January 5, 2016
by Lee S. Perres and Kimberly A. Stapleton
Pierce & Associates, P.C. – USFN Member (Illinois)
The Illinois Supreme Court has affirmed the appellate court in 1010 Lake Shore Association v. Deutsche Bank National Trust Company (Ill. Dec. 3, 2015), holding that a lien created for unpaid assessments by a previous owner is not fully extinguished following a judicial foreclosure sale until the purchaser at the foreclosure sale makes a payment for current assessments incurred after the sale.
As a result of the appellate ruling, condominium associations became much more aggressive about collecting past-due assessments from the purchaser at sale when the purchaser did not promptly pay the current assessment. The Illinois Supreme Court ruling has given condominium associations carte blanche to seek payment of the prior owner’s unpaid assessments — if the purchaser of the condominium unit following a foreclosure does not pay the assessments for which they are liable (i.e., from the first day of the month following the foreclosure sale).
Unfortunately, the Supreme Court did not recognize that a foreclosure sale is not final until the order approving sale is confirmed. As the law currently stands, the failure to make timely condominium assessment payments the month following the foreclosure sale can be very costly to servicers. As a result, servicers and lenders are urged to pay condominium assessment payments as soon as possible beginning the first day of the month following the date of the foreclosure sale.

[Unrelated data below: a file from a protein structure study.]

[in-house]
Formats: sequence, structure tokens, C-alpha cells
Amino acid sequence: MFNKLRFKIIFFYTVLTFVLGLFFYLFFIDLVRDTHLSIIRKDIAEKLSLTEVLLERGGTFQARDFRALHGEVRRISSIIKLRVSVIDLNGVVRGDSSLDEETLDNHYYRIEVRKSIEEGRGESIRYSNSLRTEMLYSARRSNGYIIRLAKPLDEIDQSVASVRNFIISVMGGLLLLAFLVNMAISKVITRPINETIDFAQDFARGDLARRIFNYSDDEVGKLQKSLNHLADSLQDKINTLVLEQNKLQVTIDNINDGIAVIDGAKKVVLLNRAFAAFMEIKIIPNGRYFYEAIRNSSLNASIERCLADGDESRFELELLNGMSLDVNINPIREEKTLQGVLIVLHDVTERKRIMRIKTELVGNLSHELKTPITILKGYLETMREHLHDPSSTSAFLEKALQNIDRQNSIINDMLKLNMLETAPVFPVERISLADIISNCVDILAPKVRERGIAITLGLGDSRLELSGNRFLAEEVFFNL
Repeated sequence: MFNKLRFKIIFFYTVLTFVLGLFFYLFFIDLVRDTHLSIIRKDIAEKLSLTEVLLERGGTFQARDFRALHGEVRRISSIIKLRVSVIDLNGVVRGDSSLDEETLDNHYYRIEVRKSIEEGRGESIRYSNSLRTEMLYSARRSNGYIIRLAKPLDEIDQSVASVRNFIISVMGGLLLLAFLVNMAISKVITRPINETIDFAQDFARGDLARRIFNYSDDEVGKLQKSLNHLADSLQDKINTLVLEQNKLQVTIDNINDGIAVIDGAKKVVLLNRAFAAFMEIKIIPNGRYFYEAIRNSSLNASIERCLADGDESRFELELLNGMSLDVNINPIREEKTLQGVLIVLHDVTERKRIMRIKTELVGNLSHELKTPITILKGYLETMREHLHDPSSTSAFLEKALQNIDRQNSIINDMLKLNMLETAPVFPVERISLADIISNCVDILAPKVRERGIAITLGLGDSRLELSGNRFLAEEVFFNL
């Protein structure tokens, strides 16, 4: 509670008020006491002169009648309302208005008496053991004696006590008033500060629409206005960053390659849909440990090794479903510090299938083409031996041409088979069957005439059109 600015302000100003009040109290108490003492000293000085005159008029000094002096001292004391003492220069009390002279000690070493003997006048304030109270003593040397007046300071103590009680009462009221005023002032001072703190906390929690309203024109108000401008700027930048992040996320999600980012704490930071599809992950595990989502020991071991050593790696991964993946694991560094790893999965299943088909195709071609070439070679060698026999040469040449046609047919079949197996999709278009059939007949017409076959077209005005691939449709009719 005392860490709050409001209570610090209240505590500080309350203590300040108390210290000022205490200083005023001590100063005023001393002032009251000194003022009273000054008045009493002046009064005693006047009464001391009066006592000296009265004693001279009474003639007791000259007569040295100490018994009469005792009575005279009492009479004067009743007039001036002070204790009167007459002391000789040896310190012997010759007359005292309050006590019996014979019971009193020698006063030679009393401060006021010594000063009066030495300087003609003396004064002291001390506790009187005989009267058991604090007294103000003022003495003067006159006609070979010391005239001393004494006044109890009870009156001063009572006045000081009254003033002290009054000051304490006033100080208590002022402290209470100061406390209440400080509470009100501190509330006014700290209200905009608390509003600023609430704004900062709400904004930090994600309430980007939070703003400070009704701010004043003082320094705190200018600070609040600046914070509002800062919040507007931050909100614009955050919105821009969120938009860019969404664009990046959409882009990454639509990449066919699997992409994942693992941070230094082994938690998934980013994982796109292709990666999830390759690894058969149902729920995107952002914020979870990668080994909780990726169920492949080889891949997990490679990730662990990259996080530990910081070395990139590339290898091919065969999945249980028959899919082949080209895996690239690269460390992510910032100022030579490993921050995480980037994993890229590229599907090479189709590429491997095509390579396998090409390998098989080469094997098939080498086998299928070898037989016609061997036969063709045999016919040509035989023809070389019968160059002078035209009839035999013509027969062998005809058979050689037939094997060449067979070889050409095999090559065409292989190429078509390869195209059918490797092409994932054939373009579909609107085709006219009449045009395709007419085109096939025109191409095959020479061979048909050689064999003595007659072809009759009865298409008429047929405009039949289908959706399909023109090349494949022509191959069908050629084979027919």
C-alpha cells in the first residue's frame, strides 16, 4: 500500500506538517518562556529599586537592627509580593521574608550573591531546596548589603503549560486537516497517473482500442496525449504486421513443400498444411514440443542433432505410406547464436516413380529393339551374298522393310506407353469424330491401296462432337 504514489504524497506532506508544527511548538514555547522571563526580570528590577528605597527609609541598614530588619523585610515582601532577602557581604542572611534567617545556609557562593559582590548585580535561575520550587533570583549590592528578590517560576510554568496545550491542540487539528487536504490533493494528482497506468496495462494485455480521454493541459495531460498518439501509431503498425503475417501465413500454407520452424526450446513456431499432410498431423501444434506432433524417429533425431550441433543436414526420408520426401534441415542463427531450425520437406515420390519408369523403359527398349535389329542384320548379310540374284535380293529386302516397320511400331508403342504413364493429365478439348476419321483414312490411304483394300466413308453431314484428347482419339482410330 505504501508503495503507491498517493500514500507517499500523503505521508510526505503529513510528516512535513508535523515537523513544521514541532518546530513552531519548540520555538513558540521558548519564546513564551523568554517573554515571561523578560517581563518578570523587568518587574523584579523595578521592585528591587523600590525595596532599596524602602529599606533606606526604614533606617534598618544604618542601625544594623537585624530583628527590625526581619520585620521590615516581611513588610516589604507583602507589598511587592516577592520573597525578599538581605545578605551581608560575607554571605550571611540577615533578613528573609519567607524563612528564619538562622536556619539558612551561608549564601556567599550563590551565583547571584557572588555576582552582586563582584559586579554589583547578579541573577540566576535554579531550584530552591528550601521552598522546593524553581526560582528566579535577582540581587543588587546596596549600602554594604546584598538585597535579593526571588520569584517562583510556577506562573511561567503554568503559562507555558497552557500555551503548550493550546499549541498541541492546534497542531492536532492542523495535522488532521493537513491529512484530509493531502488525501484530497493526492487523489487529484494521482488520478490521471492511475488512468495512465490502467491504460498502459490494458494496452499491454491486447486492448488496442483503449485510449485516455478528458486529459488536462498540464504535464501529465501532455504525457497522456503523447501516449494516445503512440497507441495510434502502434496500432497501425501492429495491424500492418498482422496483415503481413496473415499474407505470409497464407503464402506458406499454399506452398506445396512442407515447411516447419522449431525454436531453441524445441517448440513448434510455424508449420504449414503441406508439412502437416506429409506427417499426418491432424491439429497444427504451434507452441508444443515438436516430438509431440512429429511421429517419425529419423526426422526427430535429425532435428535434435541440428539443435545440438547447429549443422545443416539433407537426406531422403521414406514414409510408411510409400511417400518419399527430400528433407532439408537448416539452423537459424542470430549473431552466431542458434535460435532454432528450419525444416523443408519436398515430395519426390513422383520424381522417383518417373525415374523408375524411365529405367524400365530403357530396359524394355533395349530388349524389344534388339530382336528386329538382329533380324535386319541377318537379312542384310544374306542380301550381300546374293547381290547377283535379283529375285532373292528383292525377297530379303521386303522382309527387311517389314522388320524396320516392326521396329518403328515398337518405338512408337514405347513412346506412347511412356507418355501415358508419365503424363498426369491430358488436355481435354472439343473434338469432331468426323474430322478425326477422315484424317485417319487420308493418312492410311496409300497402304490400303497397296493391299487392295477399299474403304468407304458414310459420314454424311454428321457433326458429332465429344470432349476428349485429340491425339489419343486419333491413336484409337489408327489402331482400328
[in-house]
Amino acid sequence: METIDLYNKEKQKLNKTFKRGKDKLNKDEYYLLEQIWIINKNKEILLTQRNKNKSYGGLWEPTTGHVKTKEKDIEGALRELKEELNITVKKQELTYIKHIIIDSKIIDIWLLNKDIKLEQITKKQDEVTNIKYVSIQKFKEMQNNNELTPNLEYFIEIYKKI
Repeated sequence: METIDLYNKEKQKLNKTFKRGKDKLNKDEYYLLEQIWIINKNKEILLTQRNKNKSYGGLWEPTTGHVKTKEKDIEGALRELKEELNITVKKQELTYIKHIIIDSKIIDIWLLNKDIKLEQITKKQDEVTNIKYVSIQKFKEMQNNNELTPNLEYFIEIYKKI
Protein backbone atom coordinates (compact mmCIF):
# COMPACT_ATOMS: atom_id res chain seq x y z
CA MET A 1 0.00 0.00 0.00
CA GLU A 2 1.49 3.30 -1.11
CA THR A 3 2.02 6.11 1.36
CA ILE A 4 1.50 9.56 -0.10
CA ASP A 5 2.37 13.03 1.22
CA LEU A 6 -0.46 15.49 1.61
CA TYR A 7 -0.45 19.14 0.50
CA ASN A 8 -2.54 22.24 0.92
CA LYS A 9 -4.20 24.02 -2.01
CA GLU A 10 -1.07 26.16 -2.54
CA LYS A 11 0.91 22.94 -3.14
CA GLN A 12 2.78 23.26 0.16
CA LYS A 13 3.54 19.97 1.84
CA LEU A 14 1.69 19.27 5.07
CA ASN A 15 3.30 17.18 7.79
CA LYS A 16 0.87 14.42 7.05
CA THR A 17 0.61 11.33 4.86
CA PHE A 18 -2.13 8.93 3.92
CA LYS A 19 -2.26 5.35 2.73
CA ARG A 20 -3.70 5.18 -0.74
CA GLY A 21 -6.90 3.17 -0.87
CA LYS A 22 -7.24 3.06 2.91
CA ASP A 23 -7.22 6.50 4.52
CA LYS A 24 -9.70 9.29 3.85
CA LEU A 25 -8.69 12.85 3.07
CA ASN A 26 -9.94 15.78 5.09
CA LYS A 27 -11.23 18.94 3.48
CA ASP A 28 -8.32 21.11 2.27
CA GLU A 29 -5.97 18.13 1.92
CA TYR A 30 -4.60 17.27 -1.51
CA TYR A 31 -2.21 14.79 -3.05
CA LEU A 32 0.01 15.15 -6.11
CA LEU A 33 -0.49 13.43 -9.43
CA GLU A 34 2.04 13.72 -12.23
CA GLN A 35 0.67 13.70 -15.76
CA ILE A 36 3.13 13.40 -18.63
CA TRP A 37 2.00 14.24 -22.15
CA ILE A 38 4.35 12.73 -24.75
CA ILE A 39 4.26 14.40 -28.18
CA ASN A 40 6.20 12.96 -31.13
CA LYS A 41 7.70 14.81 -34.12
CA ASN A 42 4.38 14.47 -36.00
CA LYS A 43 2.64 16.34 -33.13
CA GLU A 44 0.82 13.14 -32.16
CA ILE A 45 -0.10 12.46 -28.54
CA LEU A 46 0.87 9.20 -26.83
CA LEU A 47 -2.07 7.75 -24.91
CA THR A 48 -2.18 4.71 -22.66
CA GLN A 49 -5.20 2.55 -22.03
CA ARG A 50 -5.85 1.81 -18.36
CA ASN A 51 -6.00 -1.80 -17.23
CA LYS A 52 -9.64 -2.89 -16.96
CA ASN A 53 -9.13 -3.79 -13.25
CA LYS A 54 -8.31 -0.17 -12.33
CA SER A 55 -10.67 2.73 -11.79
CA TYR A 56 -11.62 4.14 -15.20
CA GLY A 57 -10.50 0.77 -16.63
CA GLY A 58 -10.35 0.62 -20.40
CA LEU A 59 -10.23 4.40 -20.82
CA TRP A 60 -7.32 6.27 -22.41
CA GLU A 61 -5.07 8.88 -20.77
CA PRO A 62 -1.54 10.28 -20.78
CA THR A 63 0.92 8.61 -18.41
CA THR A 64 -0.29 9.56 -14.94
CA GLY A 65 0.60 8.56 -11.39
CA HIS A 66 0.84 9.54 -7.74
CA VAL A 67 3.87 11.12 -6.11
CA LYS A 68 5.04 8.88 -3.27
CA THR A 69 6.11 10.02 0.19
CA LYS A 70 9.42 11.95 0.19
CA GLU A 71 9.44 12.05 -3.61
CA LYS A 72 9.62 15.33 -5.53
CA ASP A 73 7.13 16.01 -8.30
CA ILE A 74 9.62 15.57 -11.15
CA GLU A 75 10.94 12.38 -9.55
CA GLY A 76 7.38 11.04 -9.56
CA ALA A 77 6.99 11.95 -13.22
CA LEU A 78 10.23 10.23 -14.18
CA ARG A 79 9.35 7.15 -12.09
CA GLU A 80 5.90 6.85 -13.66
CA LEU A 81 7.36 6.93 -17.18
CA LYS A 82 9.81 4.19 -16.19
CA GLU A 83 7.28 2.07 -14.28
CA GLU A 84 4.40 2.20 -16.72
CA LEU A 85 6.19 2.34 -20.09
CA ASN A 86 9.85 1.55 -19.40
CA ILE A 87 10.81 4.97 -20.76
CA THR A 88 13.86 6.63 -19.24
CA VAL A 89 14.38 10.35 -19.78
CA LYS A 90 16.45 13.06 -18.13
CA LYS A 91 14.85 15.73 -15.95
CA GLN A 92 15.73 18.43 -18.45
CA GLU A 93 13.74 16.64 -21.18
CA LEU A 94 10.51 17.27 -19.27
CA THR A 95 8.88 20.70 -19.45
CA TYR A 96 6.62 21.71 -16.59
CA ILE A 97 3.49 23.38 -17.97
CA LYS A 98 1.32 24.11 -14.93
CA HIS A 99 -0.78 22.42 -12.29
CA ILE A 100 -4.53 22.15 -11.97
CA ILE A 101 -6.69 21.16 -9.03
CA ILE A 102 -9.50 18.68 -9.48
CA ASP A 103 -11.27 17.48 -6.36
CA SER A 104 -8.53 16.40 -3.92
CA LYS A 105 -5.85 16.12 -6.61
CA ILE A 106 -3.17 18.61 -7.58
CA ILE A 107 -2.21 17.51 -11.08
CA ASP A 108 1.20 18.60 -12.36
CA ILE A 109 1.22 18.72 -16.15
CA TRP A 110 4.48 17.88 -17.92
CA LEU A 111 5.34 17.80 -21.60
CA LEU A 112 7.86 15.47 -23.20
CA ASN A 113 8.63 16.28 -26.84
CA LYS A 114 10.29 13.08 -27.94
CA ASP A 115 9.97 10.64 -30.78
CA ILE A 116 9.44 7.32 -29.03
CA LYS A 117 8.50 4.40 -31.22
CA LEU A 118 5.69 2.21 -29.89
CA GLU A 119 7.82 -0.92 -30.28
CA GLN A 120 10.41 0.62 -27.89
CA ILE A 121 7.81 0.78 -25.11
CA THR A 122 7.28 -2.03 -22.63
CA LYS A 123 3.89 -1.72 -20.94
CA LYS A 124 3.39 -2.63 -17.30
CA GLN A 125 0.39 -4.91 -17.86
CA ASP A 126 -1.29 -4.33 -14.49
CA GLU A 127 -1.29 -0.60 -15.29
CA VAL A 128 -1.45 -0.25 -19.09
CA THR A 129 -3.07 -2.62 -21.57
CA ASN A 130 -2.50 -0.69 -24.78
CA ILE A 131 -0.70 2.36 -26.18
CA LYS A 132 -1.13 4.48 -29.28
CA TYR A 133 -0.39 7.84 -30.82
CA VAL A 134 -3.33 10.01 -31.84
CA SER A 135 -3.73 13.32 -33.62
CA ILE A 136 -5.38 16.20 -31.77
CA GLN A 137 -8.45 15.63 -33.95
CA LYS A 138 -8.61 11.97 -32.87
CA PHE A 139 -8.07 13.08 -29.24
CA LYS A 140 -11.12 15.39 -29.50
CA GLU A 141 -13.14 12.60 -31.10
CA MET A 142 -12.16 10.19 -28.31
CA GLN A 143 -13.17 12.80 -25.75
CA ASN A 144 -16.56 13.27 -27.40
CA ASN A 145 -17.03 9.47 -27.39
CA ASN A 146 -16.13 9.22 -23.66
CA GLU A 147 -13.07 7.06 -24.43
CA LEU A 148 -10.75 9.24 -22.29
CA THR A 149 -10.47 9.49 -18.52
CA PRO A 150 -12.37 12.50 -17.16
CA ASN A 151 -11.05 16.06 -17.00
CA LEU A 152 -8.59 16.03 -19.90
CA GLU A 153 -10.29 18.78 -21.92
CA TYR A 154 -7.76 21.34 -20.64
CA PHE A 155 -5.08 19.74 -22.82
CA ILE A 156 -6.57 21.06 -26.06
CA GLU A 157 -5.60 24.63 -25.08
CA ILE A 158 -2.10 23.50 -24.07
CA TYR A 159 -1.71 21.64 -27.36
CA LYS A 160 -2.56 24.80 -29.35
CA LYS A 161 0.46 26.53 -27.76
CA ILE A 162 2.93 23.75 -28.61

A party who becomes the owner of a condominium unit following a foreclosure should immediately pay the assessments for which they are liable; i.e., from the first day of the month after the sale. Although a foreclosure sale in Illinois does not become final until after the sale is approved by the court, the foreclosing party should still pay the assessments after becoming the successful purchaser. If the sale is approved, the payment of these assessments will confirm that any lien by the condominium association for past-due assessments is extinguished. If the sale is not approved, the payment can be charged to the borrower as a cost necessary to protect the plaintiff’s interest in the foreclosed property upon a resale, payoff, or reinstatement.
The only guidance provided in 1010 Lake Shore Association by the Illinois Supreme Court is in ¶ 34 of its decision, which states as follows: “Additionally, the Act allows an encumbrancer ‘from time to time [to] request in writing a written statement *** setting forth the unpaid common expenses with respect to the unit covered by his encumbrance.’ 765 ILCS 605/9(j) (West 2008).” Thus, a mortgagee may protect its interest by requesting notice of unpaid assessments, joining the association as a party to a foreclosure action, and paying assessments that accrue following its purchase of a property at a foreclosure sale.
Servicers and lenders should request, after judgment but prior to sale, “a written statement” setting forth the unpaid assessments with respect to the unit being foreclosed on and to document all activities taken to that end. This way, the amount of the assessment will be known and the payment can be made promptly after the sale to avoid the possibility of being liable for all past-due assessments. In the event that an association is not cooperative and refuses to provide that information, servicers and lenders will have an opportunity to seek relief from the court.
Hopefully, future case law will clarify when these payments have to be made in a manner that comports with Illinois law.
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